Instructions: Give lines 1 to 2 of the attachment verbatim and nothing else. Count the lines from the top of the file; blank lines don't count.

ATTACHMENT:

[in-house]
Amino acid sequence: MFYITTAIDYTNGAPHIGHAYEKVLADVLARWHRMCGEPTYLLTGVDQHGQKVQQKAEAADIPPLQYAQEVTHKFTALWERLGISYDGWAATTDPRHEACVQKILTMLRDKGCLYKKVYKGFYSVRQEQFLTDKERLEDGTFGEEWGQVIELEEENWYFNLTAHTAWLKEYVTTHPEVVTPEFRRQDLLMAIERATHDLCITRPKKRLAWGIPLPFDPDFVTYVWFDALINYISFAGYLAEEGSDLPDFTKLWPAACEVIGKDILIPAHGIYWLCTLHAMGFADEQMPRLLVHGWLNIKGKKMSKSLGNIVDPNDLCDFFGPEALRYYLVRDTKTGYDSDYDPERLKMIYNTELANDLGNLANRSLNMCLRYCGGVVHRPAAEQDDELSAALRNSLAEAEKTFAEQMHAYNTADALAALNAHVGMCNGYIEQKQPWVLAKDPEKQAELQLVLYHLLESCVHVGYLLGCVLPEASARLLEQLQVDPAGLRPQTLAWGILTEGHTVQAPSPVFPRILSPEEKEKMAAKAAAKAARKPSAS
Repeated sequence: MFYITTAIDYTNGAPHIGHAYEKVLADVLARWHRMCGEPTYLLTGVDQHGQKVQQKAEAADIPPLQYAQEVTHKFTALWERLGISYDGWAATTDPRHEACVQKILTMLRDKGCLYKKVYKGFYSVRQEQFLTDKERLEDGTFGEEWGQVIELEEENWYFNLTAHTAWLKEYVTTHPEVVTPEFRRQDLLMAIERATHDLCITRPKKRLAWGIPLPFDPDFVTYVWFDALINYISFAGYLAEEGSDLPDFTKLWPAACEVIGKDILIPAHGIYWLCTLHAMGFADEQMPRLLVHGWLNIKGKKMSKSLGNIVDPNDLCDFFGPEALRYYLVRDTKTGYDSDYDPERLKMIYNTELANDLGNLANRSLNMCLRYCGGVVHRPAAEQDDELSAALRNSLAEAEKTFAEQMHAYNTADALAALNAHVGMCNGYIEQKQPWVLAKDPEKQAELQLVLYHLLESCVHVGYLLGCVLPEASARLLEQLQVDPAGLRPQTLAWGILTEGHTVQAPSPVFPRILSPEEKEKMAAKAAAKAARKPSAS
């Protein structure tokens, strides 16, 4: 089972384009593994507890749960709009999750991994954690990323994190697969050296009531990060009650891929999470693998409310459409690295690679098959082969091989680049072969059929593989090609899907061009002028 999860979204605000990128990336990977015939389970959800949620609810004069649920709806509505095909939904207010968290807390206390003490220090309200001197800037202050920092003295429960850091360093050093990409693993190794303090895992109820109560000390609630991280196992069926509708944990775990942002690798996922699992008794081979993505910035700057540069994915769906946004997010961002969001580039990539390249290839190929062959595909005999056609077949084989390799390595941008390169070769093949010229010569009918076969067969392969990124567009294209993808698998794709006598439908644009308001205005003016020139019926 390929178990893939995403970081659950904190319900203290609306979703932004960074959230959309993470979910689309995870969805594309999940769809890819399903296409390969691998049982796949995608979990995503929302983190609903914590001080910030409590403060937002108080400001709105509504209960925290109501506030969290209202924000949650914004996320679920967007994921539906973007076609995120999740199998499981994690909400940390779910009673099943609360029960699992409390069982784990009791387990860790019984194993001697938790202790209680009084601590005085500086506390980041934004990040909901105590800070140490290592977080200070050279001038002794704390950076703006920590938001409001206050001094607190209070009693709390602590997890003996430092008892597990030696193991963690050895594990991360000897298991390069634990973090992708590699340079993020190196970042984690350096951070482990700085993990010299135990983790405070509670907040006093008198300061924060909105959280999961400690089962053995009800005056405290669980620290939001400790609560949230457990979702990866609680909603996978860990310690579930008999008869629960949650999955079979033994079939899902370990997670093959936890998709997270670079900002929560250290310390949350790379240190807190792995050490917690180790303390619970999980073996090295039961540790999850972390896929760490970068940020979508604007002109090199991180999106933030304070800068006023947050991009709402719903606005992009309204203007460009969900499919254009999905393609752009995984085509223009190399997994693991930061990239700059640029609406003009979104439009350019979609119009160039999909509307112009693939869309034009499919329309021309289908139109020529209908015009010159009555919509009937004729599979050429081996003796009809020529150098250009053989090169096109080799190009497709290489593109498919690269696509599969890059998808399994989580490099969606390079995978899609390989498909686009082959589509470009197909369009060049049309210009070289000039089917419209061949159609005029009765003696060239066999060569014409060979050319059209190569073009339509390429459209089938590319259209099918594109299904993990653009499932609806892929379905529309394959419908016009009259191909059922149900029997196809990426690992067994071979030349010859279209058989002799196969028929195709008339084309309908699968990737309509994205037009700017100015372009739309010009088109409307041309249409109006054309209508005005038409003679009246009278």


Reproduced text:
[in-house]
Amino acid sequence: MFYITTAIDYTNGAPHIGHAYEKVLADVLARWHRMCGEPTYLLTGVDQHGQKVQQKAEAADIPPLQYAQEVTHKFTALWERLGISYDGWAATTDPRHEACVQKILTMLRDKGCLYKKVYKGFYSVRQEQFLTDKERLEDGTFGEEWGQVIELEEENWYFNLTAHTAWLKEYVTTHPEVVTPEFRRQDLLMAIERATHDLCITRPKKRLAWGIPLPFDPDFVTYVWFDALINYISFAGYLAEEGSDLPDFTKLWPAACEVIGKDILIPAHGIYWLCTLHAMGFADEQMPRLLVHGWLNIKGKKMSKSLGNIVDPNDLCDFFGPEALRYYLVRDTKTGYDSDYDPERLKMIYNTELANDLGNLANRSLNMCLRYCGGVVHRPAAEQDDELSAALRNSLAEAEKTFAEQMHAYNTADALAALNAHVGMCNGYIEQKQPWVLAKDPEKQAELQLVLYHLLESCVHVGYLLGCVLPEASARLLEQLQVDPAGLRPQTLAWGILTEGHTVQAPSPVFPRILSPEEKEKMAAKAAAKAARKPSAS